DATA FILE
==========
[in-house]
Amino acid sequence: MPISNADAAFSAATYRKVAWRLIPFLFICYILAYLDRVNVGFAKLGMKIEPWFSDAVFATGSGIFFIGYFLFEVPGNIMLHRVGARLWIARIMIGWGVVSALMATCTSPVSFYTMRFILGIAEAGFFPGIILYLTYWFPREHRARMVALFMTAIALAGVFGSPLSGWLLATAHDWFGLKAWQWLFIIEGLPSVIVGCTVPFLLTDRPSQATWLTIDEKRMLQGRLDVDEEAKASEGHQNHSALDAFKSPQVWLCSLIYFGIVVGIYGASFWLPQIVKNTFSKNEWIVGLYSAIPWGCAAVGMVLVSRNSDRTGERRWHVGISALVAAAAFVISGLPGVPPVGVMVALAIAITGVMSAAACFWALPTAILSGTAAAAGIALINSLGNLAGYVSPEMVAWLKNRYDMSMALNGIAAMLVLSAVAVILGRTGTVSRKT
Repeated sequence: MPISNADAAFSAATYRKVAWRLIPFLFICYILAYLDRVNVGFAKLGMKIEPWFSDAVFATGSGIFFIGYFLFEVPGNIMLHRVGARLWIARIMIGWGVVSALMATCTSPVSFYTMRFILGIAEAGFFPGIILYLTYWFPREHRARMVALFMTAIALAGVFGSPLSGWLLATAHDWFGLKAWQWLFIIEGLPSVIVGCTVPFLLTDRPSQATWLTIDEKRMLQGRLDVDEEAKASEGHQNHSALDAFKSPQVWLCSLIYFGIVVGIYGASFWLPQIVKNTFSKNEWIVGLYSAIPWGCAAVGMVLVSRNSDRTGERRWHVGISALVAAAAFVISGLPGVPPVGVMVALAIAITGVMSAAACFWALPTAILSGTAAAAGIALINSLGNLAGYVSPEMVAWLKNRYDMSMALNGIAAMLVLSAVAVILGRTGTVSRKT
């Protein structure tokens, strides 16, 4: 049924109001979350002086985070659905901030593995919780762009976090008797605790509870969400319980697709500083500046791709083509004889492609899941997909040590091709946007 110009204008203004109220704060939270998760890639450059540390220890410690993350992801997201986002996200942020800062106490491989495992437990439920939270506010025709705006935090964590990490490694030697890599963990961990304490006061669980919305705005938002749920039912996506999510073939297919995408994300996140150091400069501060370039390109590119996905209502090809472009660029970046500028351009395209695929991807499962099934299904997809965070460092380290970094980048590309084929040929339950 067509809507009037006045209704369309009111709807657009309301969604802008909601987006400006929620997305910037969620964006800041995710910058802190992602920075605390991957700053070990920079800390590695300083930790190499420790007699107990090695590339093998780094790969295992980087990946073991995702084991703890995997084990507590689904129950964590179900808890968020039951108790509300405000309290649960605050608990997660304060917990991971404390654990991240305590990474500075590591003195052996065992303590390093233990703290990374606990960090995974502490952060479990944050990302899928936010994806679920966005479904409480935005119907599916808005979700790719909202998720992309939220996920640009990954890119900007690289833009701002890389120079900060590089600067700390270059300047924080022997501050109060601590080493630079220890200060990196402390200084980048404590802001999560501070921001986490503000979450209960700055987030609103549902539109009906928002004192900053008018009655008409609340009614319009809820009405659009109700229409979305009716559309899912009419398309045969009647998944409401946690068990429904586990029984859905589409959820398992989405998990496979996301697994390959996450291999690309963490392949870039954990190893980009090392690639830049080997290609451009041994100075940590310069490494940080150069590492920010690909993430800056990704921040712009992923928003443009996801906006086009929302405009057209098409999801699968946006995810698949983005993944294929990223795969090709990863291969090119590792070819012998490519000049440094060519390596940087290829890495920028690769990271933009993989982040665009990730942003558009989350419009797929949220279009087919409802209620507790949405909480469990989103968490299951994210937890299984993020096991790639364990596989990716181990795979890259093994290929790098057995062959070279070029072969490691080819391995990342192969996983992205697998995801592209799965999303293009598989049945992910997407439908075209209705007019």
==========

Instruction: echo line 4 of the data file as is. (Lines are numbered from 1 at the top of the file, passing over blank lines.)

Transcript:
């Protein structure tokens, strides 16, 4: 049924109001979350002086985070659905901030593995919780762009976090008797605790509870969400319980697709500083500046791709083509004889492609899941997909040590091709946007 110009204008203004109220704060939270998760890639450059540390220890410690993350992801997201986002996200942020800062106490491989495992437990439920939270506010025709705006935090964590990490490694030697890599963990961990304490006061669980919305705005938002749920039912996506999510073939297919995408994300996140150091400069501060370039390109590119996905209502090809472009660029970046500028351009395209695929991807499962099934299904997809965070460092380290970094980048590309084929040929339950 067509809507009037006045209704369309009111709807657009309301969604802008909601987006400006929620997305910037969620964006800041995710910058802190992602920075605390991957700053070990920079800390590695300083930790190499420790007699107990090695590339093998780094790969295992980087990946073991995702084991703890995997084990507590689904129950964590179900808890968020039951108790509300405000309290649960605050608990997660304060917990991971404390654990991240305590990474500075590591003195052996065992303590390093233990703290990374606990960090995974502490952060479990944050990302899928936010994806679920966005479904409480935005119907599916808005979700790719909202998720992309939220996920640009990954890119900007690289833009701002890389120079900060590089600067700390270059300047924080022997501050109060601590080493630079220890200060990196402390200084980048404590802001999560501070921001986490503000979450209960700055987030609103549902539109009906928002004192900053008018009655008409609340009614319009809820009405659009109700229409979305009716559309899912009419398309045969009647998944409401946690068990429904586990029984859905589409959820398992989405998990496979996301697994390959996450291999690309963490392949870039954990190893980009090392690639830049080997290609451009041994100075940590310069490494940080150069590492920010690909993430800056990704921040712009992923928003443009996801906006086009929302405009057209098409999801699968946006995810698949983005993944294929990223795969090709990863291969090119590792070819012998490519000049440094060519390596940087290829890495920028690769990271933009993989982040665009990730942003558009989350419009797929949220279009087919409802209620507790949405909480469990989103968490299951994210937890299984993020096991790639364990596989990716181990795979890259093994290929790098057995062959070279070029072969490691080819391995990342192969996983992205697998995801592209799965999303293009598989049945992910997407439908075209209705007019």